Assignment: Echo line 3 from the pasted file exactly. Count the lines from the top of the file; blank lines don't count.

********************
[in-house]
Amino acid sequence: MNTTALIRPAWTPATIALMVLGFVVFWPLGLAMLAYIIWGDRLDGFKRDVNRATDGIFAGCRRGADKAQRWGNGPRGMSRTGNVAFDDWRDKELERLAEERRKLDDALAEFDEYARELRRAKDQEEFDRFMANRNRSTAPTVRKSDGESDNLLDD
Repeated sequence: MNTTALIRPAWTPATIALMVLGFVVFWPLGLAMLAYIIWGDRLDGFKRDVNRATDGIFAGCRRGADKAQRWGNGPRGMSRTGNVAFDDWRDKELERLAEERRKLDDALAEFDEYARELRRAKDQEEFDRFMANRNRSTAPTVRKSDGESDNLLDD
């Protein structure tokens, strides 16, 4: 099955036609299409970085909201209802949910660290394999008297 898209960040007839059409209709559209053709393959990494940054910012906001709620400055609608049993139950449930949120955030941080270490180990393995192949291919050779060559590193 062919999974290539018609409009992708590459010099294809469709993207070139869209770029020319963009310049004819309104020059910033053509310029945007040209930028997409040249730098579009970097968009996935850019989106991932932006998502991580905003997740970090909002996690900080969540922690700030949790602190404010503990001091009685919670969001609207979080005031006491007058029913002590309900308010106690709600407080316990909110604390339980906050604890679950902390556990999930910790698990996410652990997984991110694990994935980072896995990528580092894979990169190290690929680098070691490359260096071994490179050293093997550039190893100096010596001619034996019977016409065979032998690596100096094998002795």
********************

Repeated sequence: MNTTALIRPAWTPATIALMVLGFVVFWPLGLAMLAYIIWGDRLDGFKRDVNRATDGIFAGCRRGADKAQRWGNGPRGMSRTGNVAFDDWRDKELERLAEERRKLDDALAEFDEYARELRRAKDQEEFDRFMANRNRSTAPTVRKSDGESDNLLDD